No Selfish Heart has been many years in the making. For Rick Anthony, some of the material for his first solo effort pre-dates the debut of his day job, The Phantom Band, by reputedly up to five years. His work with the indie-rock experimentalists is critically lauded, and something much detached from the music he creates under pseudonym Rick Redbeard – but as piratey as that sounds, don't expect any sea shanties, or a grizzled grog-glugging roar. No Selfish Heart is a tender acoustic record, harnessing the power of traditional folk elements and dusty Americana that, whilst heavy on the emotion and melody, lacks the excitement of his more well known work.

'A Greater Brave' weaves ethereal arpeggios with the delicate raking of Mariachi and a gravelled baritone that recalls Johnny Cash if he'd had some menthol lozenges. There's an incessant 'la la la'-ing behind the music, that although starts as an absorbing digression from the main melodies, fast becomes a distraction. 'Kelvin Grove' sees Redbeard caress his guitar like a harp, with accompanying violins that is a sweet serenade with an over-abundance of the phrase 'bonnie lass' – which, alongside the pastoral rhetoric of glens and mills, is a darling nod to classic Scottish folk ditties. 'Old Blue' tests his vocal range, effortlessly arcing into a beautiful falsetto to harmonise with string arrangements. It's skeletal, but the exasperation in his voice echoes the instrumentation – less is definitely more here, and boy does it work.

With a strictly consistent timbre and most tracks knocking about the 4/5 minute mark, your attention – much more often than you'd like – waivers, awaiting a flash of intrigue or a change of pace, instrumentation or tone – just anything that will stoke the embers slowly dimming as the album wears on. While there are subtle deviations on the record, a lot tracks blur into each other, and what presents itself as something with the Gaelic intensity and gruff levity of Frightened Rabbit it can sometimes feel as meek as a frightened rabbit. It would stand to reason that someone who has spent nearly ten years creating an album would reveal something fantastic and refined – but what we've got is a watered down version of Chinese Democracy, stripped back until it's nothing but skin and bone. Perfect to soundtrack a 'Visit Scotland' advert, though.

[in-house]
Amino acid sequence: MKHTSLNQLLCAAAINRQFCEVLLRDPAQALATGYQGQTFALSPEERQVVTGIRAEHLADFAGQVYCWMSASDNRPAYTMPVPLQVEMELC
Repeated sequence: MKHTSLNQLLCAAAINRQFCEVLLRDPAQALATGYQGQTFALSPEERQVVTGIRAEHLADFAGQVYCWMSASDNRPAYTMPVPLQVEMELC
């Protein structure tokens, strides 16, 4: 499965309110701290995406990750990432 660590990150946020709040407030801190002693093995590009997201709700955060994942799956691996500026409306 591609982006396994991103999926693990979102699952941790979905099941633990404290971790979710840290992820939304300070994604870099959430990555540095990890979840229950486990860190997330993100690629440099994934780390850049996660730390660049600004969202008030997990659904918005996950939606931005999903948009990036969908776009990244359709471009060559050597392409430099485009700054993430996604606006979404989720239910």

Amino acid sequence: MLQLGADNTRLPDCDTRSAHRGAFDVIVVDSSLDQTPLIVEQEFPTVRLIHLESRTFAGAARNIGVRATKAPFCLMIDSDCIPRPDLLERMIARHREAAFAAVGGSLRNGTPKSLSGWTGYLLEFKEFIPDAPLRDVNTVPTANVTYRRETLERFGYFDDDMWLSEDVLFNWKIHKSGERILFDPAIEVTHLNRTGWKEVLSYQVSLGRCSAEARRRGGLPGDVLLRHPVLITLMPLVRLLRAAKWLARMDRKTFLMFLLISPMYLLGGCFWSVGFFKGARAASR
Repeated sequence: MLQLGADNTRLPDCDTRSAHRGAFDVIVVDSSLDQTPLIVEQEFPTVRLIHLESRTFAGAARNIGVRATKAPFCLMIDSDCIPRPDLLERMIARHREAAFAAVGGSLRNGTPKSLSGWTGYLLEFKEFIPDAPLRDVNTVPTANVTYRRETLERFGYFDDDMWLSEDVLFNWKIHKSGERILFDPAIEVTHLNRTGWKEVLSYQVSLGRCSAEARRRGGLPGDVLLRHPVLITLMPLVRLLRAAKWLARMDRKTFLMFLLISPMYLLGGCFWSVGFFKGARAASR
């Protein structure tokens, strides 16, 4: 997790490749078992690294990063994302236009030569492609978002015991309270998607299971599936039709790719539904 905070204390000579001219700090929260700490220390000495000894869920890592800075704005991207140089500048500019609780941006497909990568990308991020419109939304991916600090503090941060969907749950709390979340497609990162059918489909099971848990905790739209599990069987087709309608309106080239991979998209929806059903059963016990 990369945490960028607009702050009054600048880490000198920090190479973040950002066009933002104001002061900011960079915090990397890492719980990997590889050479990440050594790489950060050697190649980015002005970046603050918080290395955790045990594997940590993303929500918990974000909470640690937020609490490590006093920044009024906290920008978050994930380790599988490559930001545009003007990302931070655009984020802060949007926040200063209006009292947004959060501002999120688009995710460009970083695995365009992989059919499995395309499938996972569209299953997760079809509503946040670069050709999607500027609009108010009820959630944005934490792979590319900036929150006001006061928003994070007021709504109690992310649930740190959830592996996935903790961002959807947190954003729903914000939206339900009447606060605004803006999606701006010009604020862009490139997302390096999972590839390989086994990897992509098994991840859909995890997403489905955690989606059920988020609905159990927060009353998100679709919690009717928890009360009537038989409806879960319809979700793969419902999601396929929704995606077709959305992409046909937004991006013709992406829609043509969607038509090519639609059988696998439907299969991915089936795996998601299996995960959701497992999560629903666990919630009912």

'Cold As Clay (The Grave)' does light up the LP, with twinkling chimes, an accordion and a thicker texture that is instantly life-affirming (ironically, due to the lyrics exploring death). There's a resounding hope here, and even though it teeters on the edge of becoming enormous, it just strikes shy of the target. A post-rock cymbal brouhaha, gnarled drones and a jolt of pizzazz up the jacksy and this coulda been a contender. Obviously however, it's deliberately understated, just like the rest of the album. 'Any Way I Can' exudes a country-western vibe, with lonely electric guitar and the Scottish twang in Redbeard's voice almost mistakable for Georgian drawl. There's also, unusually for the album, percussion – albeit a solitary hi-hat.

Fans of safe acoustic folk, look no further, you'll love this: it's sodden with emotion, with a weep-inducing sombreness and a wry look at love and death. The blatant references to traditional bucolic sounds are plenty. There's even a little country mixed in there for good measure, and some pretty strings. But for those looking for something that colours outside the lines and makes you pay attention, don't get your hopes up.